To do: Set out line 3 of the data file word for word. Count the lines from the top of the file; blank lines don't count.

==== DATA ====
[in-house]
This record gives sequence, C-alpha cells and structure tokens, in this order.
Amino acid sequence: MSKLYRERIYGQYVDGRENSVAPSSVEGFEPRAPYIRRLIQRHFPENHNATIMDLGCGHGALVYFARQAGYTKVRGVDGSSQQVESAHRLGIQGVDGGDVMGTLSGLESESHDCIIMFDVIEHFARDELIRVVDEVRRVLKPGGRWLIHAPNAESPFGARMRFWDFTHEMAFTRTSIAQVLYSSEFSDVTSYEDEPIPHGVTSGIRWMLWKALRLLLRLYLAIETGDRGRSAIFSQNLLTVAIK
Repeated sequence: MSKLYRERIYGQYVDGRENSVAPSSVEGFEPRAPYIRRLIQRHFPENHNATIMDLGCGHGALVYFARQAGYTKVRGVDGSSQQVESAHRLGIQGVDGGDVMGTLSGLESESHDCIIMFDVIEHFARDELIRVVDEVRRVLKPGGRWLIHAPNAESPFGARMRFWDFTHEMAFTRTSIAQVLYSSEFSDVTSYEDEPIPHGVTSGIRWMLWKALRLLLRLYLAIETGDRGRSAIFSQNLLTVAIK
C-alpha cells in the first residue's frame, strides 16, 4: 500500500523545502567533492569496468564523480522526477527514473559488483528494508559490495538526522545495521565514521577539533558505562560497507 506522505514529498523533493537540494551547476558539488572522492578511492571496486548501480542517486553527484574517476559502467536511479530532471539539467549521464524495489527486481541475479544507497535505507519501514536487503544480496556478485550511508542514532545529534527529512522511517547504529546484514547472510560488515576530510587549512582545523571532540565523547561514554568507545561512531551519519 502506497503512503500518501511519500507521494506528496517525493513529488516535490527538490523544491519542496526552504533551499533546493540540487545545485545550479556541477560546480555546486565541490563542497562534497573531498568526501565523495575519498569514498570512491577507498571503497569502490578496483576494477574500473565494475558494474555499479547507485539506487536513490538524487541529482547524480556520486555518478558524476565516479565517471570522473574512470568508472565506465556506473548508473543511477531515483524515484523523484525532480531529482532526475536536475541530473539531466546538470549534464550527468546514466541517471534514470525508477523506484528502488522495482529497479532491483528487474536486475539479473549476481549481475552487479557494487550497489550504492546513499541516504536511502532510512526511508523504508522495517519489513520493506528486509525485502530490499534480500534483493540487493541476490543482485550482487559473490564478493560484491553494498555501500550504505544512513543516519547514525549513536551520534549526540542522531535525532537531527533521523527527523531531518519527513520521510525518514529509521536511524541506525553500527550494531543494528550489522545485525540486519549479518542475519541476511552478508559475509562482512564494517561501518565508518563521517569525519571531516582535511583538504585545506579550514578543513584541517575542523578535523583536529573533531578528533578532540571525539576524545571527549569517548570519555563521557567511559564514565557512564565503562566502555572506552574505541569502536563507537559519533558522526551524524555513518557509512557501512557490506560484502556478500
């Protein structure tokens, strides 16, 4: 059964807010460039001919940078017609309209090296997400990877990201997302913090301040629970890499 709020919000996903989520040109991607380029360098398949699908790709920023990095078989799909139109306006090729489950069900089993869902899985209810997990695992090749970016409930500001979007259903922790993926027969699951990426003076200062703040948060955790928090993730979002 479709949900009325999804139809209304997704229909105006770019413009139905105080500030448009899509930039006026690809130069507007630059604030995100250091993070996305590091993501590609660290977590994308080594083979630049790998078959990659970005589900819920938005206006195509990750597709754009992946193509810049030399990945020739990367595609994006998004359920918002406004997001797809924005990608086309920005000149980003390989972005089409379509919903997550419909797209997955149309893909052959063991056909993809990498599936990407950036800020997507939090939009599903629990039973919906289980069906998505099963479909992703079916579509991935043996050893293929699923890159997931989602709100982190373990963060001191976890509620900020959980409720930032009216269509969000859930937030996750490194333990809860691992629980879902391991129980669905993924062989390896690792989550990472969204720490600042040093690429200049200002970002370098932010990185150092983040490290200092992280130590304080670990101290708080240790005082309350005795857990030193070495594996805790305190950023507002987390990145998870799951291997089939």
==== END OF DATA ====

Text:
Amino acid sequence: MSKLYRERIYGQYVDGRENSVAPSSVEGFEPRAPYIRRLIQRHFPENHNATIMDLGCGHGALVYFARQAGYTKVRGVDGSSQQVESAHRLGIQGVDGGDVMGTLSGLESESHDCIIMFDVIEHFARDELIRVVDEVRRVLKPGGRWLIHAPNAESPFGARMRFWDFTHEMAFTRTSIAQVLYSSEFSDVTSYEDEPIPHGVTSGIRWMLWKALRLLLRLYLAIETGDRGRSAIFSQNLLTVAIK